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WATKINS v. JOHNSON

May 14, 1974

KENNETH X. WATKINS, a/k/a ANTHONY JACKSON
v.
ROBERT L. JOHNSON, Superintendent, State Correctional Institution, Graterford, Pennsylvania


Higginbotham, District Judge.


The opinion of the court was delivered by: HIGGINBOTHAM

MEMORANDUM OPINION

HIGGINBOTHAM, District Judge.

 Unlike so many actions brought under Section 1983, *fn1" we are not here confronted with a factual milieu dissimilar to recently decided cases. Plaintiff is an inmate at the State Correctional Institution at Graterford, Pennsylvania. He claims that the circumstances of his transfer from the general prison population to administrative segregation after his arrest and arraignment on two counts of conspiracy, two counts of assault by a prisoner, and two counts of assault and battery did not comport with the minimal standard of fairness which is the desideratum of Fourteenth Amendment Due Process. Additionally, he argues that the conditions under which he was confined constitute the infliction of Cruel and Unusual Punishments prohibited by the Eighth Amendment. Plaintiff's factual allegations, on at least a conclusory level, are of the same magnitude as those raised before Judge Davis in the case of Ford v. Sielaff, Civ. No. 72-2244 (E.D. Pa., February 22, 1973) aff'd 491 F.2d 749, No. 73-1325 (3d Cir., February 20, 1974) and of equal significance the case appears to have arisen from the same disturbance, in the same prison, and to have involved many of the same individuals who were involved in Ford. While I am fully sensitive to the close and liberal scrutiny which the Court of Appeals of this Circuit requires in behalf of prisoners' allegations, in this instance plaintiff is far short of the minimum showing required to defeat defendant's motion for summary judgment.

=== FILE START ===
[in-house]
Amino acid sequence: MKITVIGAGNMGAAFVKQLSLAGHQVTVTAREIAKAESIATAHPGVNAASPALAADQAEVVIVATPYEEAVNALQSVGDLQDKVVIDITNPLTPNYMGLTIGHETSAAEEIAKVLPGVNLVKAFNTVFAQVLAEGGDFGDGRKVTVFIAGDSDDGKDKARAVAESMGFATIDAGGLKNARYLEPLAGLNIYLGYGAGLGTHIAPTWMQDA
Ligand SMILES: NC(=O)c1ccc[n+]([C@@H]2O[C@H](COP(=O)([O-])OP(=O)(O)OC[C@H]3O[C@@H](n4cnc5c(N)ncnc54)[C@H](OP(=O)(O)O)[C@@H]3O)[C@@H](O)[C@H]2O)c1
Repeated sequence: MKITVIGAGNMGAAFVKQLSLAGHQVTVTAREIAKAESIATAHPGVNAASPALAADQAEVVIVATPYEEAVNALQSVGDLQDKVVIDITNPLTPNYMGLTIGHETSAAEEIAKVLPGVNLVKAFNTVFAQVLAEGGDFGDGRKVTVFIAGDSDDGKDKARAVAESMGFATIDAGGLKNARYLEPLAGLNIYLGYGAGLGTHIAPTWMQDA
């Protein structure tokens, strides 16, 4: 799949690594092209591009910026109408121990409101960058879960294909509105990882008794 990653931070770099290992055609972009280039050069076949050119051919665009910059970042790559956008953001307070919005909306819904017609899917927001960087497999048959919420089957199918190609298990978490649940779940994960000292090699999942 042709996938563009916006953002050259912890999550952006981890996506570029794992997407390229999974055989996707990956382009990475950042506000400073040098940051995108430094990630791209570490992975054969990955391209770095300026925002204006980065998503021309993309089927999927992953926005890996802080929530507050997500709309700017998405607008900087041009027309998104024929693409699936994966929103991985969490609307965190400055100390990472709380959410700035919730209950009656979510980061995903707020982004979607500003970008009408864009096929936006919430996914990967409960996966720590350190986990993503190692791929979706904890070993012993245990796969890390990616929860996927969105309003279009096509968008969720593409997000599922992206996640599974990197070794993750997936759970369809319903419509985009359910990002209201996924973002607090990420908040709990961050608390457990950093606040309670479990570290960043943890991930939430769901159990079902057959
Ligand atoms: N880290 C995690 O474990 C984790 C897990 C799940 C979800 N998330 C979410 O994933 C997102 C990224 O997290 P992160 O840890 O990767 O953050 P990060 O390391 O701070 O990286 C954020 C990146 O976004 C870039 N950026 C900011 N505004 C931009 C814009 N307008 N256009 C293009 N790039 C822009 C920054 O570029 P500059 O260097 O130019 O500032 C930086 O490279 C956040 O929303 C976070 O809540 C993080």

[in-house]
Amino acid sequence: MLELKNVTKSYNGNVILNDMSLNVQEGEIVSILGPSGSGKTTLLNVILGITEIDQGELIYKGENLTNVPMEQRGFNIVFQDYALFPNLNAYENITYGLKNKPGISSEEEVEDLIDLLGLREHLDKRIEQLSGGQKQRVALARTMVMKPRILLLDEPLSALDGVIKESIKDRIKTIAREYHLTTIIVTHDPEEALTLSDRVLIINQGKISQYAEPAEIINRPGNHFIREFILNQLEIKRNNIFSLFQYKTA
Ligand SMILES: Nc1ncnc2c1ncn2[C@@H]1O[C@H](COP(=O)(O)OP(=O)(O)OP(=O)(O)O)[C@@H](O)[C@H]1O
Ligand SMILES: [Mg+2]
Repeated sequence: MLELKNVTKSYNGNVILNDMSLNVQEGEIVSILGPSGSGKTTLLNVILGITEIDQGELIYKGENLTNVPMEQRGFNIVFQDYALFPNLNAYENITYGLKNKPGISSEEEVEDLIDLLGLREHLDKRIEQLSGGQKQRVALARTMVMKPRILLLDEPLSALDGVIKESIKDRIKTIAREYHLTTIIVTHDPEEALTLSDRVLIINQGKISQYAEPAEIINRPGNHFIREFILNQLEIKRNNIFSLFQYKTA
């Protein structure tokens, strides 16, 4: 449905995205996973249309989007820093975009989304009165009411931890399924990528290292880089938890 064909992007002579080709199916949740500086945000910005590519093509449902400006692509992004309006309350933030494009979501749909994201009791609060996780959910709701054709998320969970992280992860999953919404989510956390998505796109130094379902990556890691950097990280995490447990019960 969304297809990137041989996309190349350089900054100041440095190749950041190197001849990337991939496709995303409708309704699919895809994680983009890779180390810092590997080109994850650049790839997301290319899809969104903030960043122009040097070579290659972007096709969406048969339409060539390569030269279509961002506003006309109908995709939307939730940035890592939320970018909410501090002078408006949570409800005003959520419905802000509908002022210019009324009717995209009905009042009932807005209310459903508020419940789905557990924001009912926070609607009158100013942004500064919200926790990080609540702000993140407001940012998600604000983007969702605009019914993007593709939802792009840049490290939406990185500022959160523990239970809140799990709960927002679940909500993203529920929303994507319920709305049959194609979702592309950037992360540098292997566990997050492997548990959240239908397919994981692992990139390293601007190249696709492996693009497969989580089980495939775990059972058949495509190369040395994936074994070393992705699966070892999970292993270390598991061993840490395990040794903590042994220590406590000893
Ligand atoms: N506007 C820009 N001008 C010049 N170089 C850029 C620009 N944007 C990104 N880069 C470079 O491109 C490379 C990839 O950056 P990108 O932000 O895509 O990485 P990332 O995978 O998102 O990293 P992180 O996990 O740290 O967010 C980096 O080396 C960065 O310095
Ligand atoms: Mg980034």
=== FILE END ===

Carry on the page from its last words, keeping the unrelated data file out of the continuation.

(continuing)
I.

 The instant litigation arises out of a violent prison disturbance on July 27, 1972 involving a number of inmates at the State Correctional Institution at Graterford, Pennsylvania. During the disturbance several inmates were stabbed and beaten, and the plaintiff, Anthony Jackson, was identified as one of the perpetrators of the attack as well as an aggressor in the ensuing fray. After an investigation of the incident by the Pennsylvania State Police, Jackson and seventeen other inmates were arrested on criminal charges. The arrest warrants were executed on September 14, 1972, and all eighteen men were arraigned before a magistrate to answer criminal charges. Following the arraignment but on that same day, twelve of the eighteen men were transferred from Graterford to other institutions, and the remaining six were returned to Graterford where they were confined in maximum security one-man administrative detention cells. Anthony Jackson was one of the six men.

 The defendant, Superintendent of Graterford Robert L. Johnson, explained the reason for the confinement of Jackson in his affidavit. He states: